What is Income Tax in the US? Definition, Types & Calculation

Calculating the income tax

Imposing an income tax is one of the most effective ways for the US government to generate resources for public services and programs.

Income tax regulations also vary per state, and it is essential to know these key differences to ensure you pay the correct amount of taxes annually.

In this article, we will define what income tax is all about, including the different types of income taxes applicable in the US, and explain how to calculate individual income tax.

Key Takeaways

  • Income taxes are direct taxes imposed on an individual's or business’s regular income. The federal, state, and local governments are responsible for setting the tax rate.
  • Not all states levy income taxes on their constituents. These states charge higher property or sales taxes to compensate for not imposing state or local income taxes.
  • Determining individual tax rates will depend on their filing status, tax bracket, annual income, adjusted gross income, and applicable tax breaks and deductions.
  • A company’s or organization’s structure is the basis for assessing the tax treatment of business income.

What Are Income Taxes?

Income taxes are direct taxes imposed by the federal, state, and local governments on income earned by employees, independent contractors, and businesses. Income taxes fund government programs and services to improve public safety and infrastructure, among other things.

The US government imposed the first federal income tax in 1861, during the Civil War. In 1872, the government repealed the said federal tax. The federal income tax laws enacted in 1913 shaped the tax laws and regulations that we know today.

In the U.S., the Office of Tax Policy creates and enacts tax policies, rulings, and programs, while the IRS (Internal Revenue Service) implements these regulations.

The IRS is also responsible for collecting taxes and ensuring all taxpayers fulfill their tax obligations dutifully. A taxpayer’s filing status and income tax bracket help determine the percentage of their income that goes toward paying taxes.

Types of Income Taxes

Man examining a document

The different types of income taxes are classified based on the taxpayer type and the government branch imposing the tax.

Let’s explore them one by one:

#1. Individual Income Tax

Individual income tax, also called personal income tax, is the tax imposed on a taxpayer’s earned wages or salaries, dividends, and other types of income earned annually.

In simple terms, it is a tax on salary or regular income imposed by the US government.

The amount of tax levied on individual income depends on the applicable tax deductions and tax benefits. Unlike payroll taxes such as Social Security and Medicare, employees and employers do not share the contributions for personal income taxes.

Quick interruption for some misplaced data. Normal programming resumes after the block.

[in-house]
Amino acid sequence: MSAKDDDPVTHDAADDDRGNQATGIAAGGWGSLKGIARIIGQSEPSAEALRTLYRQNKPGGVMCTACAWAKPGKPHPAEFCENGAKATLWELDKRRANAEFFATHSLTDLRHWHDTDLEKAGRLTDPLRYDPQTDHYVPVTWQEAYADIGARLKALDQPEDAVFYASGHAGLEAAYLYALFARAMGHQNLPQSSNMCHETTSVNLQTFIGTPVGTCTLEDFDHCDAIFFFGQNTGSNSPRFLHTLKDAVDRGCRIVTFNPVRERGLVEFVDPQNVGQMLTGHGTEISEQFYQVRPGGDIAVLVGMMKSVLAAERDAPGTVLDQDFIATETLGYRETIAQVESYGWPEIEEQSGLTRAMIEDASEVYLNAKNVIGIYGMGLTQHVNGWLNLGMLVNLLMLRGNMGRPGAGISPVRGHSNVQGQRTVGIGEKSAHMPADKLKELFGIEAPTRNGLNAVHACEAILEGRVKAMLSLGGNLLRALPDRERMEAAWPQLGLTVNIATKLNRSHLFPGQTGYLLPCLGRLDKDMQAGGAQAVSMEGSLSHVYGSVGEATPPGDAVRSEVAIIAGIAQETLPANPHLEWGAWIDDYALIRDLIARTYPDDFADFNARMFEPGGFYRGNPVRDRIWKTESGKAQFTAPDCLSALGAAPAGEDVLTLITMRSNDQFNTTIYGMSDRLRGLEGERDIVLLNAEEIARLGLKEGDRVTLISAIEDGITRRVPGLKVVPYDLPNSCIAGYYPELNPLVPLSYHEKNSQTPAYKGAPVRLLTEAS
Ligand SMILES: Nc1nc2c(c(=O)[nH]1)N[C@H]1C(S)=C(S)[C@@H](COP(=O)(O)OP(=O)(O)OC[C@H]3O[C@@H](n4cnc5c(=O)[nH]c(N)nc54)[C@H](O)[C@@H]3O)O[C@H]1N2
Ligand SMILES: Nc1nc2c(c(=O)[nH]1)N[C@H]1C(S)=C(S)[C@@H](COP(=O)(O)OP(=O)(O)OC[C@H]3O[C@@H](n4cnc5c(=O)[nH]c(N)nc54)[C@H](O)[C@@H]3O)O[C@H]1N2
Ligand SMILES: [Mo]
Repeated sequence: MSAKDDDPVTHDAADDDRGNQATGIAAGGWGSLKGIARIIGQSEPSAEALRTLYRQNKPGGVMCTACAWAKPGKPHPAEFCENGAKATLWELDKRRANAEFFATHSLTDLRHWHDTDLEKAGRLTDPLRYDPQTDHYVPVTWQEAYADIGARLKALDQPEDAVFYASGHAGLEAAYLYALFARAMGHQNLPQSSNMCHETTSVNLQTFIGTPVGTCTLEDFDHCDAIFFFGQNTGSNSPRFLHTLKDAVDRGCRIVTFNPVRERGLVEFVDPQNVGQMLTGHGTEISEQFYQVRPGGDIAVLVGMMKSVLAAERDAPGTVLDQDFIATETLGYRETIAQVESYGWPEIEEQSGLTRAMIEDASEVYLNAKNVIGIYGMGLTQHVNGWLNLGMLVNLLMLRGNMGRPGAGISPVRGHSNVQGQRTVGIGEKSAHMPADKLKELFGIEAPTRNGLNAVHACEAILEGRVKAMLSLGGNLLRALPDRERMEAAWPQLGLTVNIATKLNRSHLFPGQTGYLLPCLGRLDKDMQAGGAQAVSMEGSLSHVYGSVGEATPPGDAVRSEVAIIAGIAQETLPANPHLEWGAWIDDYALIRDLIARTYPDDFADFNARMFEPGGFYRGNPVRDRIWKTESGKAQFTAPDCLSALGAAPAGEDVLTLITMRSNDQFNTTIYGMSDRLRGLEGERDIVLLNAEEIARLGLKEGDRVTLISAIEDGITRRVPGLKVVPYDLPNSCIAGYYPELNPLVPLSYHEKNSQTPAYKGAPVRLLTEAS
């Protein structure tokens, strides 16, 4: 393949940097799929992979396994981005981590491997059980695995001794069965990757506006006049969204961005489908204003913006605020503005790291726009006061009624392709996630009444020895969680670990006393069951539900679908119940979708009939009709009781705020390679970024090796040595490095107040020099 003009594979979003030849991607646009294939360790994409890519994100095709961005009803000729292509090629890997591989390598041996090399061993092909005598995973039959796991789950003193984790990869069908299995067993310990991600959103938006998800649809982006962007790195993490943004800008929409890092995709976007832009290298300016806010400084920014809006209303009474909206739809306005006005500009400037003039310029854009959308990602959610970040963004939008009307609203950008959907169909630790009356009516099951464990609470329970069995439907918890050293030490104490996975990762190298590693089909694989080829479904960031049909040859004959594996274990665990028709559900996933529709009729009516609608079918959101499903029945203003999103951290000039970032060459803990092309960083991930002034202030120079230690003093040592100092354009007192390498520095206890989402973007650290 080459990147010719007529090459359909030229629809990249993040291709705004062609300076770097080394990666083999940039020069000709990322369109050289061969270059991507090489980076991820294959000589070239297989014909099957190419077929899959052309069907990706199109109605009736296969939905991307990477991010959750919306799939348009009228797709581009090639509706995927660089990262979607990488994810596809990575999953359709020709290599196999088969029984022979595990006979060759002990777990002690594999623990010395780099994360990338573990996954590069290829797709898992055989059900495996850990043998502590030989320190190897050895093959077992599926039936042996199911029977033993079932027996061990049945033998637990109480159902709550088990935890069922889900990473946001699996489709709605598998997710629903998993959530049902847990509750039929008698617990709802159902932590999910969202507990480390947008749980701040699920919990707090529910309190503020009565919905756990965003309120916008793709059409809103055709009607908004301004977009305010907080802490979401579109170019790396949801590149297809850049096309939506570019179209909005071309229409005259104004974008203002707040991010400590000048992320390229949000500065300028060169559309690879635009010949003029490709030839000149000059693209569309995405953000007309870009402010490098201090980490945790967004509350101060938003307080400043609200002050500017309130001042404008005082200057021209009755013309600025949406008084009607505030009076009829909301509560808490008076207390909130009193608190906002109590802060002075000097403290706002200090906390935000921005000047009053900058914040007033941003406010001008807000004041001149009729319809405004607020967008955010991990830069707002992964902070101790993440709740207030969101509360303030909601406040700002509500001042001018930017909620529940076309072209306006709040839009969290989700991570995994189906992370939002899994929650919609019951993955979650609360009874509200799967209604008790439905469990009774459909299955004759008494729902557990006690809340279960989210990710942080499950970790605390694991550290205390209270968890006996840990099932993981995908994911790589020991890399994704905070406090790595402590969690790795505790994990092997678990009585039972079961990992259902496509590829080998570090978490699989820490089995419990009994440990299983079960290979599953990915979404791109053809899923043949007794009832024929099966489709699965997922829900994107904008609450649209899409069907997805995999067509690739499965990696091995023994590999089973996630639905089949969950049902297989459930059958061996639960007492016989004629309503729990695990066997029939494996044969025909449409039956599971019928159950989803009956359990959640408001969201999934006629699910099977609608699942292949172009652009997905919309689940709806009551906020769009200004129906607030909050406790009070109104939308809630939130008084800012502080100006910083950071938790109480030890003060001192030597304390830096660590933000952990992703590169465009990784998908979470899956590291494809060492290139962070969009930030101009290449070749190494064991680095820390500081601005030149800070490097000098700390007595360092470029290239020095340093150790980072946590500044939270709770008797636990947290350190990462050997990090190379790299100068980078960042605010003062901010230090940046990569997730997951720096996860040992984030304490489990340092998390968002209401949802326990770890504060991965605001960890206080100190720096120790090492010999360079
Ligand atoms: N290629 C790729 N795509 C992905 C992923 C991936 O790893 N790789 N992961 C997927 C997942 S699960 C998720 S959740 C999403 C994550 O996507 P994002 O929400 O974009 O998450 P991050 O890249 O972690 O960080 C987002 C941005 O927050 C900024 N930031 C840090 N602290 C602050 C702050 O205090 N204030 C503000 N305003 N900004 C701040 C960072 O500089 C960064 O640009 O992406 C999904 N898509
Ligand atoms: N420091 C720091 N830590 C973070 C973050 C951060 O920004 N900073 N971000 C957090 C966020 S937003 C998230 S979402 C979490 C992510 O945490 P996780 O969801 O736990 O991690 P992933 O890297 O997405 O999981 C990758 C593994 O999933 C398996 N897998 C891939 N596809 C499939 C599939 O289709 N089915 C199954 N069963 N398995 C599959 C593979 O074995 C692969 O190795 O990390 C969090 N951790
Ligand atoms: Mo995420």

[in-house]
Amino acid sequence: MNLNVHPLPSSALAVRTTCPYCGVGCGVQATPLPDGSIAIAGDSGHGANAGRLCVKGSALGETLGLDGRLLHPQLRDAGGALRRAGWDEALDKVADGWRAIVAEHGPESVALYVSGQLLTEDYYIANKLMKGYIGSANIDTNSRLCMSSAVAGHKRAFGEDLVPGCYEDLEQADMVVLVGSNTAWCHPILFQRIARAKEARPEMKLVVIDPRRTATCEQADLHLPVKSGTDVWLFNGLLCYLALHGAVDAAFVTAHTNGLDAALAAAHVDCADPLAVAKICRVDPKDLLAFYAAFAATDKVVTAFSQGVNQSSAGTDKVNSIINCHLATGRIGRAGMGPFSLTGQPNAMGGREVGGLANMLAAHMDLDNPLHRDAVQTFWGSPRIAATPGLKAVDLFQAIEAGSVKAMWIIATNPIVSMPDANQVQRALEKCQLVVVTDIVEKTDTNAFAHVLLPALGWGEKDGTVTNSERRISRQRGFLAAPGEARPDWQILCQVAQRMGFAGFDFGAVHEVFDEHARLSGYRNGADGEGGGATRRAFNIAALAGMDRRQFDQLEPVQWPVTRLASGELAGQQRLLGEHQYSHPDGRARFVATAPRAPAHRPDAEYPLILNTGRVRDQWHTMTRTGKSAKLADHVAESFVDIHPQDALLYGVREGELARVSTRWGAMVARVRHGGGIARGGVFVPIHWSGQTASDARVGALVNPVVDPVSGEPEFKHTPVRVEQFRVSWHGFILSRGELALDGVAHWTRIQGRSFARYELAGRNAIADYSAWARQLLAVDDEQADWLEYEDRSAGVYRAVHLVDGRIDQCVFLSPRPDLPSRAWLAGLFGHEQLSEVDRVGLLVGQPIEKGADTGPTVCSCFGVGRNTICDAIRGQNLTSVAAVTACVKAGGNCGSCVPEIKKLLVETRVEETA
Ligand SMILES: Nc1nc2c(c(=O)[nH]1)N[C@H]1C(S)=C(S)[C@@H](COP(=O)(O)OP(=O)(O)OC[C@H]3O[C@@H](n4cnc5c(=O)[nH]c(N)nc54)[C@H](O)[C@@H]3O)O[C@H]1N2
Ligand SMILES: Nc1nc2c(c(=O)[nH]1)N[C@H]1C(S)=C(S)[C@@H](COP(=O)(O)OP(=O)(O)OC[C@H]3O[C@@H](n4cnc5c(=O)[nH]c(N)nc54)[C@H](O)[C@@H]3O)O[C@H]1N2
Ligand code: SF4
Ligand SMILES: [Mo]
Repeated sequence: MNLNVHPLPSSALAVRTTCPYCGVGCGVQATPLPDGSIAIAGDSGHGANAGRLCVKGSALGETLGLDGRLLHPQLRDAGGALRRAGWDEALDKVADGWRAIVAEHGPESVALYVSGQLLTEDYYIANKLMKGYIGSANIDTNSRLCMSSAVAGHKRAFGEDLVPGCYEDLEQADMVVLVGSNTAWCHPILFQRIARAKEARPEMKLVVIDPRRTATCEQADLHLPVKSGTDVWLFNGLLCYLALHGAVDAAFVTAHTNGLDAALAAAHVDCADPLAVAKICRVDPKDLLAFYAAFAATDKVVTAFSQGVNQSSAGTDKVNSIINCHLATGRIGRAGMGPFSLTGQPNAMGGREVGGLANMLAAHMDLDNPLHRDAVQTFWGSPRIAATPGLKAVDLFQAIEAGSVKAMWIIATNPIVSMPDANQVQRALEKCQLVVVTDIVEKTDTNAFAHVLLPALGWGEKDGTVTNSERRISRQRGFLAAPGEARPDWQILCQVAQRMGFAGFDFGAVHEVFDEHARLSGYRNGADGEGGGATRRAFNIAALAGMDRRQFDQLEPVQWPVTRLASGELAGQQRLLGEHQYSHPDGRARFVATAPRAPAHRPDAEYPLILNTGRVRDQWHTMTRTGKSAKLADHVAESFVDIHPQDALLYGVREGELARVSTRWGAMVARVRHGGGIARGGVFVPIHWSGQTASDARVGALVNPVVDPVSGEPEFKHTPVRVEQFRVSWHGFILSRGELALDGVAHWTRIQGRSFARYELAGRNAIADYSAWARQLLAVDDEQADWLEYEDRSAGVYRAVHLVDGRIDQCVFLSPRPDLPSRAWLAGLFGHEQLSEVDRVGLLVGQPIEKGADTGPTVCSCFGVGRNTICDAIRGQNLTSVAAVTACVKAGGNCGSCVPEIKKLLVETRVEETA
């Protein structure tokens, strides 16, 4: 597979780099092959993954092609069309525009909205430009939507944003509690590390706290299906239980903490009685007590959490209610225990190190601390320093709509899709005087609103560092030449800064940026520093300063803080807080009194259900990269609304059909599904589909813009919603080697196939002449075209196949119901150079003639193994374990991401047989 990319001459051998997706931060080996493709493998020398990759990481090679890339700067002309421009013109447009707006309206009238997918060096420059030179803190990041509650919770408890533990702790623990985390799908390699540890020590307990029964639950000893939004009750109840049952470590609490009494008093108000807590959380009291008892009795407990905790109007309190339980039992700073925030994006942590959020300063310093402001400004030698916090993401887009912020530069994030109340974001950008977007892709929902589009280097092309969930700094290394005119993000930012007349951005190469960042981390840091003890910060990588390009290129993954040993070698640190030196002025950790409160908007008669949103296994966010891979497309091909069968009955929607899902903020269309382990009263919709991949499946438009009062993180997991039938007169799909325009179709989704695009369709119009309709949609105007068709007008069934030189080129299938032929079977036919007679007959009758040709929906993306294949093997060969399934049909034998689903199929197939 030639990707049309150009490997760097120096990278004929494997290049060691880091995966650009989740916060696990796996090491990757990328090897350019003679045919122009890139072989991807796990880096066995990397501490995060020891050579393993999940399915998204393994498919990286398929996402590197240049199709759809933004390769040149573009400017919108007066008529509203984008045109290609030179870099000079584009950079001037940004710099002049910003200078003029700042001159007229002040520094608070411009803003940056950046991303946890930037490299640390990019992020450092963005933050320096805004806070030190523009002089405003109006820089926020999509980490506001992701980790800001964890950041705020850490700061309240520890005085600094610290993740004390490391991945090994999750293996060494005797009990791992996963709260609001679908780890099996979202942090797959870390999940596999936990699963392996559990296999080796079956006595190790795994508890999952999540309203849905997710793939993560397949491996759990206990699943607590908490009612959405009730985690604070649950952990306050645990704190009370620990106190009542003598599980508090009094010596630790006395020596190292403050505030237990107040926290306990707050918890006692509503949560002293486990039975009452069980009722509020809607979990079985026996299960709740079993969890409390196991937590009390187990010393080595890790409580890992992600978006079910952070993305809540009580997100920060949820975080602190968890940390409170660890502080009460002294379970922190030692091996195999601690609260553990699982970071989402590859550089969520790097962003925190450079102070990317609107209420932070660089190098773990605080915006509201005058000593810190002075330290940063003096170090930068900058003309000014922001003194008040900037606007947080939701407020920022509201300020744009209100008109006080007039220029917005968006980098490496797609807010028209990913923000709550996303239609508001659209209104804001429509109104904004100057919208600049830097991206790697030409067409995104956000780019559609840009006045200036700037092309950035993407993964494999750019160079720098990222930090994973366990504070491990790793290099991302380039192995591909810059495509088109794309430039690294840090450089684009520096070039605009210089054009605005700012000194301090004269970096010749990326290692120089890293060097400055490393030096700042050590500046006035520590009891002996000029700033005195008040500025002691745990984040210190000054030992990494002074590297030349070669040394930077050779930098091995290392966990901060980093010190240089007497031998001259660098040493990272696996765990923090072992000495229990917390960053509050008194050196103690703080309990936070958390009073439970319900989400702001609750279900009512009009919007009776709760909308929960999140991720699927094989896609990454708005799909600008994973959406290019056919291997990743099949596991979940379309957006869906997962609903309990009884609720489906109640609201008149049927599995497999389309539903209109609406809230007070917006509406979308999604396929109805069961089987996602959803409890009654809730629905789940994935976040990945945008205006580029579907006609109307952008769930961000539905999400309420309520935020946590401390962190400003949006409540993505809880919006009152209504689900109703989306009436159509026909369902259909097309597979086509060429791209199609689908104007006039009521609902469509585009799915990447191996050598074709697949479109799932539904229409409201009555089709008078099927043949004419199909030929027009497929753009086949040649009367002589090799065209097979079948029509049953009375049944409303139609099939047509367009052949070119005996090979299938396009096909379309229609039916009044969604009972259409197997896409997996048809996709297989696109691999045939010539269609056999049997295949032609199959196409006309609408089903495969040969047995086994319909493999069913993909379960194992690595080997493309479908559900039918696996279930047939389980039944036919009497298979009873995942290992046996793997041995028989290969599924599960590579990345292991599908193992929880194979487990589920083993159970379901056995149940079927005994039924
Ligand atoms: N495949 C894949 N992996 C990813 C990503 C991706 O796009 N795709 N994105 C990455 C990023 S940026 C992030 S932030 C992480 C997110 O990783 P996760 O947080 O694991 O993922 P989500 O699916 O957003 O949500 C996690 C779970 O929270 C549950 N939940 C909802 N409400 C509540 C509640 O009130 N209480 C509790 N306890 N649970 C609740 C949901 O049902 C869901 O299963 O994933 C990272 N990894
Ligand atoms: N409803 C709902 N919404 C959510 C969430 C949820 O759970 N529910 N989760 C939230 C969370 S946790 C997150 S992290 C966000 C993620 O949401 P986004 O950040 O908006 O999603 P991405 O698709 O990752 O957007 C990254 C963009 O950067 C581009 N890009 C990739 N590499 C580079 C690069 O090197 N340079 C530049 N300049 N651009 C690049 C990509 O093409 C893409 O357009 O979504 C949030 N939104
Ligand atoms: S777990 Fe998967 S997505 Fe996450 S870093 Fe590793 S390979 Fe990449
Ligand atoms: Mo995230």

However, employers are still responsible for withholding a portion of their employee’s wages and salaries to fulfill their income tax obligations.

When filing individual income tax returns, taxpayers must fill out Form 1040 to record or report all of their income sources. As for the income tax in the USA for foreigners, all nonresident aliens generally pay taxes on US-sourced income.

Two different tax rates apply to foreigners: those for effectively connected income and those for fixed or determinable, annual, or periodic (FDAP) income considered non-effectively connected.

#2. Business Income Tax

Business income tax is one of the five general types of business taxes identified by the IRS. Income tax for businesses varies depending on their structure and size.

Examples of business structures classified by the IRS for business income taxation are:

  • Sole Proprietorship
  • Partnership
  • Corporations
  • S-corporations
  • Limited Liability Companies (LLC)

Sole proprietors must report their business income gains and losses on their personal income tax returns. On the other hand, the tax treatment for LLCs will depend on the member count and the agreed-upon arrangement of the organization.

Based on the LLC members’ election, the IRS may treat the LLC as a corporation or a partnership. Partnerships do not pay income taxes because the said taxes are passed through losses and gains earned by each partner.

The difference between capital expenses, operating costs, and the amount of generated revenue determines a business’s taxable income.

#3. Federal, State, and Local Income Tax

The government levies federal income taxes (FIT) on an individual’s or business’s annual earnings. All wages, salaries, bonuses, cash gifts, tips, money earned from gambling, and business income are subject to federal taxation.